In response to Take-Two's lawsuit over the Duke Nukem Forever fiasco, Apogee Software claims the publisher has enlisted a "well-known videogame developer" to create an entirely new and separate Duke Nukem game.
Take-Two sued Apogee, aka 3D Realms, in May over the collapse of Duke Nukem Forever, claiming among other things that Apogee had stashed a "substantial amount" of money in offshore bank accounts, presumably so it could keep the cash rather than use it to pay off its outstanding debts. The suit also mentioned a planned Xbox 360 version of the game which was to be developed in parallel with the PC release, and alluded to the possibility that a 360 release of the game might still be in the cards.
But in papers filed June 19, Apogee makes one or two interesting claims of its own. The majority of the filing is spent denying virtually all of Take-Two's allegations but at one point reference is made to a "new Duke Nukem-based game being developed in parallel by a separate well-known game developer under contract with Take-Two." Later in the document, that claim is fleshed out further.
"On October 22, 2007, Apogee, Take-Two and 2K Games entered into an agreement in which Apogee granted 2K Games the exclusive right to develop and publish a new videogame based upon Apogee's Duke Nukem franchise, subject to the satisfaction of certain conditions," the document says. "One of those conditions was for 2K Games to enter into a development agreement with a well-known videogame developer to develop the new Duke Nukem-based game within two months after execution of the October 2007 Agreement in order to complete the game quickly. The new game was given the working title of Duke Begins and is not the same game as the DNF game."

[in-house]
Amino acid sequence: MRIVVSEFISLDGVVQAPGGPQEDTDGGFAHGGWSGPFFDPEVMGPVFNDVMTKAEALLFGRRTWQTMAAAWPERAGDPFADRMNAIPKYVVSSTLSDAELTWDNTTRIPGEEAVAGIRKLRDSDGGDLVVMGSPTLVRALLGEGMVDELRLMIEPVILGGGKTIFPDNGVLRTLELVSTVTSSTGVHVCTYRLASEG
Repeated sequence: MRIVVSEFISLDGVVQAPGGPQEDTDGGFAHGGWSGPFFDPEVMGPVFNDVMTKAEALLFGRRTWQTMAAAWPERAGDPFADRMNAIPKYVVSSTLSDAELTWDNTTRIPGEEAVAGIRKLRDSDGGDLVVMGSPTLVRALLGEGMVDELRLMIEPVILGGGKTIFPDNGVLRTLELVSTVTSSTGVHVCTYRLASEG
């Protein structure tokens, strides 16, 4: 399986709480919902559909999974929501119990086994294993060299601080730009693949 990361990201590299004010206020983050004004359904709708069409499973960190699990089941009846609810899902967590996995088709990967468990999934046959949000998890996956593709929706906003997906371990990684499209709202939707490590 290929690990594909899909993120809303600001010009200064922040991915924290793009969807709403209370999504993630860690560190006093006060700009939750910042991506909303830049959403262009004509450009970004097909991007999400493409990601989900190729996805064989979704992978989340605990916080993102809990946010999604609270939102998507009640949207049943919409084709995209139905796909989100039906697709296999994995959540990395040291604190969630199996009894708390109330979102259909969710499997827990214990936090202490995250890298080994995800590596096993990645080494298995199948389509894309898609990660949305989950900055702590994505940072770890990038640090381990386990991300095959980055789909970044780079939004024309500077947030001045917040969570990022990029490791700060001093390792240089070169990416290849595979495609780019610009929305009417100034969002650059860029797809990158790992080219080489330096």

Apogee alleges that Take-Two halted work on Duke Begins in April 2009 with the intent of disrupting its release schedule and thereby delaying any royalty payments owed to Apogee, hindering the company's ability to repay the "additional DNF advance" when it comes due in 2012. The intent, according to the claim, is to pressure Apogee into selling the Duke Nukem rights to Take-Two for less than their true value.
Got all that? Here's the bit that confuses me: The "additional DNF advance" in the amount of $2.5 million was to be recouped from the royalties owed to Apogee from sales of either Duke Nukem Forever or Duke Begins, unless DNF wasn't released by October 22, 2012; at that point, the advance would be "immediately due and payable." Apogee claims it is being "materially harmed" by the delay of Duke Begins because it won't be able to use the royalties from that game to pay back the advance when it comes due, but would that not be a moot point if DNF actually came out prior to October 2012?
I'm no lawyer so I could be way off-base with this, but you don't have to be a lawyer to be amused by Apogee's complaints that someone is taking too damn long to develop a videogame. The company also reiterated its claim that it has sunk over $20 million of its own money into the development of Duke Nukem Forever.
Get your own copy of Apogee's answer to the Take-Two lawsuit here. (PDF format)